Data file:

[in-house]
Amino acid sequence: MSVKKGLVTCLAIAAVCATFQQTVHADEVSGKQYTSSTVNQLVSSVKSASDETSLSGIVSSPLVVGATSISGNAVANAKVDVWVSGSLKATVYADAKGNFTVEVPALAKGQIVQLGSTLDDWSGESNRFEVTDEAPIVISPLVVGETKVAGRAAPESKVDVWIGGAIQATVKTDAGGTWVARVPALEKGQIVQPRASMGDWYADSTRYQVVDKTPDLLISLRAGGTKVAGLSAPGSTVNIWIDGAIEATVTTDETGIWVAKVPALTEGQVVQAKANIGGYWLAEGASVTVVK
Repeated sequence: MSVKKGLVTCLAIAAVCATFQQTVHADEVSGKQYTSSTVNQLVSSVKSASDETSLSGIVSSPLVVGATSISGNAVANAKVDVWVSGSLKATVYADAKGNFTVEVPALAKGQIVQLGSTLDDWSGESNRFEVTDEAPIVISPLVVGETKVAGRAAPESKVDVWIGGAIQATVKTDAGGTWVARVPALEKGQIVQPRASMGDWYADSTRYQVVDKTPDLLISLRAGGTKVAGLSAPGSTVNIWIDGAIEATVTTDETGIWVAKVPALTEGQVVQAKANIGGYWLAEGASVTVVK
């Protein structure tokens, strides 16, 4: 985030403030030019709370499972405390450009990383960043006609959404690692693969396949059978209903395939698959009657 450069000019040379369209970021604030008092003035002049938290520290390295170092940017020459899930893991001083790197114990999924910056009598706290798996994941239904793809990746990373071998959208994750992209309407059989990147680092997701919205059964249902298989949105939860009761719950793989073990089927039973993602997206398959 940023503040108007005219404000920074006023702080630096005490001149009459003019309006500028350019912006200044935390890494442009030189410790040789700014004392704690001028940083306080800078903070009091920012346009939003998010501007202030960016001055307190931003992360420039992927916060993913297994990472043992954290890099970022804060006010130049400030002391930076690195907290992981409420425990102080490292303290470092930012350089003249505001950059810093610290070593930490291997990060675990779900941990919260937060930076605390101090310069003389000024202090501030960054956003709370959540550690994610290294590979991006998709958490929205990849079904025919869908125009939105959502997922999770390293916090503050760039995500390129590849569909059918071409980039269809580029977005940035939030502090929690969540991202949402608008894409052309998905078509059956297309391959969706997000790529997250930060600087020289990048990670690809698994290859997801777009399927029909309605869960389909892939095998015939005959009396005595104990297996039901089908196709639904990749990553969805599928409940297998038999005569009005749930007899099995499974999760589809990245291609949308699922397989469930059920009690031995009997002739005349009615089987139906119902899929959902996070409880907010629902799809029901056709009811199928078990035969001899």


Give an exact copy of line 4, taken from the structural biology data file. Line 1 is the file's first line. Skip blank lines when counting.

């Protein structure tokens, strides 16, 4: 985030403030030019709370499972405390450009990383960043006609959404690692693969396949059978209903395939698959009657 450069000019040379369209970021604030008092003035002049938290520290390295170092940017020459899930893991001083790197114990999924910056009598706290798996994941239904793809990746990373071998959208994750992209309407059989990147680092997701919205059964249902298989949105939860009761719950793989073990089927039973993602997206398959 940023503040108007005219404000920074006023702080630096005490001149009459003019309006500028350019912006200044935390890494442009030189410790040789700014004392704690001028940083306080800078903070009091920012346009939003998010501007202030960016001055307190931003992360420039992927916060993913297994990472043992954290890099970022804060006010130049400030002391930076690195907290992981409420425990102080490292303290470092930012350089003249505001950059810093610290070593930490291997990060675990779900941990919260937060930076605390101090310069003389000024202090501030960054956003709370959540550690994610290294590979991006998709958490929205990849079904025919869908125009939105959502997922999770390293916090503050760039995500390129590849569909059918071409980039269809580029977005940035939030502090929690969540991202949402608008894409052309998905078509059956297309391959969706997000790529997250930060600087020289990048990670690809698994290859997801777009399927029909309605869960389909892939095998015939005959009396005595104990297996039901089908196709639904990749990553969805599928409940297998038999005569009005749930007899099995499974999760589809990245291609949308699922397989469930059920009690031995009997002739005349009615089987139906119902899929959902996070409880907010629902799809029901056709009811199928078990035969001899």